27,378
At least you reached out to Apple. Would be nice to hear both sides. Most of what we get these days on rumor sites is all one sided with people believing whatever conforms to their existing biases.
 
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tubeexperience

macrumors 68040
Feb 17, 2016
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As I said before:

This is part of Apple's consolidation of control of its products.

ie. No one else, but Apple is allowed to service Apple products (at least according to Apple).
 
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keysofanxiety

macrumors G3
Nov 23, 2011
9,534
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The positive point talks about the previous year in 2015 (2014 perhaps?). It's 2017. A distribution cycle is closing down for Macs.
No, it said that they opened a new store in 2015. Doesn't necessarily mean that's the date of the interview.

Once again, people here cherry pick what they want to back up their argument and completely ignore or gloss over the stuff that opposes it. However it's a little rarer in this instance, as it's got both positive and negative points in the same article. You'd hope this might stop posters from painting an overwhelmingly gloomy picture of Apple, but no; it has to be all bad.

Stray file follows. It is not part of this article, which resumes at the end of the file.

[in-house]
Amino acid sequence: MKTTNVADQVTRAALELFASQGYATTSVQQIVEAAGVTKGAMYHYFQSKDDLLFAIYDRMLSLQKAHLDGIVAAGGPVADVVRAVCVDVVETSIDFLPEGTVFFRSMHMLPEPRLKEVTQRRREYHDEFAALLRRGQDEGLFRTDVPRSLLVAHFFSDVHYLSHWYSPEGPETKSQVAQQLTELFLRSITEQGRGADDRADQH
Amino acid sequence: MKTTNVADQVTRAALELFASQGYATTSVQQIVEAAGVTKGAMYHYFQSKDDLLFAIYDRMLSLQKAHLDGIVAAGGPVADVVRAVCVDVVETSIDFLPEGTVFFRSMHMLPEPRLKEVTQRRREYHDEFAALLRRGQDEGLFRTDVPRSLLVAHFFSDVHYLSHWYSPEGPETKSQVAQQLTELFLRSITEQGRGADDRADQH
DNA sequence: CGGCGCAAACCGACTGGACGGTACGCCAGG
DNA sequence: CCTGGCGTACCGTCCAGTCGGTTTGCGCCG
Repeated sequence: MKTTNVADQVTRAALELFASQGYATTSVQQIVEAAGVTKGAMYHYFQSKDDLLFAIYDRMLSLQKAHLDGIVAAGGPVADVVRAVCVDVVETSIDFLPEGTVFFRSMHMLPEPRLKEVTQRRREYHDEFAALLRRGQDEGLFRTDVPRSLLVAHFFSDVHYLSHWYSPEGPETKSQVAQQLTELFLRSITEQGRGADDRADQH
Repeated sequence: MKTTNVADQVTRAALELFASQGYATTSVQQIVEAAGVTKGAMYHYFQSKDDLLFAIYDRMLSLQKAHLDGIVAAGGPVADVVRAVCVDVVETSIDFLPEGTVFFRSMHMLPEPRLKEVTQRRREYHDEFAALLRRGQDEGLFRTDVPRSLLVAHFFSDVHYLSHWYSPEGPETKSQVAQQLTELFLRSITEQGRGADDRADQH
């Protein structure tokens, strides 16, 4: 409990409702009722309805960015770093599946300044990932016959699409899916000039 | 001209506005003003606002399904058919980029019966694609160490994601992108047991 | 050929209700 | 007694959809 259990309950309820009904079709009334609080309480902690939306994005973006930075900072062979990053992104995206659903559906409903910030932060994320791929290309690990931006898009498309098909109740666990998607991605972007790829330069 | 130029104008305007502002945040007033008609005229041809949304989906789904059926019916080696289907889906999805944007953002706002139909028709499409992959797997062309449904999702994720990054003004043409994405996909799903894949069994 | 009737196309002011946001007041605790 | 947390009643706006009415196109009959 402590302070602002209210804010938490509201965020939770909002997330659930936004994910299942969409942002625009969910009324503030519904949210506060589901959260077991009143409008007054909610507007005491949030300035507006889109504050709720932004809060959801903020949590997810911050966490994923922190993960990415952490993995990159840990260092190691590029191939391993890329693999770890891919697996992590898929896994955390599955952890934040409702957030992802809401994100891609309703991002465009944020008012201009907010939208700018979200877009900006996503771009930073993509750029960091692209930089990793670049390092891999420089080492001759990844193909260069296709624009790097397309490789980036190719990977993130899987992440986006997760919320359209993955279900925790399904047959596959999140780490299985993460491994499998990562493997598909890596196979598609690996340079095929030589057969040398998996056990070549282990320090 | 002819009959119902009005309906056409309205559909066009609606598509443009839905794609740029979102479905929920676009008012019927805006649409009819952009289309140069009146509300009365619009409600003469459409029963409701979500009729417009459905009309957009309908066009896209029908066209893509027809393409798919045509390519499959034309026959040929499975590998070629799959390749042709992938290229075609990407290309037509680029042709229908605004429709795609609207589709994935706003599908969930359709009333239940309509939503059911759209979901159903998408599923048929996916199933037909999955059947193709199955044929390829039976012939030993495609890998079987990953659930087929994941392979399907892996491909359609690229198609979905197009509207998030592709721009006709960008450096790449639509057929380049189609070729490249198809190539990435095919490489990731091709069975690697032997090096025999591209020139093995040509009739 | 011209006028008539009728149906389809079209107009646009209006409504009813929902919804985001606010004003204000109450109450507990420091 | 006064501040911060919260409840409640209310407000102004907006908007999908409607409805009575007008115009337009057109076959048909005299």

I know plenty of AASPs who are perfectly content with their business from Apple. I guess they must be wrong too.
 

netsmurf

macrumors newbie
Jan 25, 2017
1
1
Sad to continue to see this. Not long Ago, Minnesota lost First Tech computer sales, which was part of the original Team Electronics chain. One of, if not the first official corporate reselles of Apple computers.
Happening in many places.
After providing 25 years of service, the ONLY AASP in Bermuda has ceased operation.
Currently, there is absolutely no way to get warranty service in the country.
A sad day for Apple fans.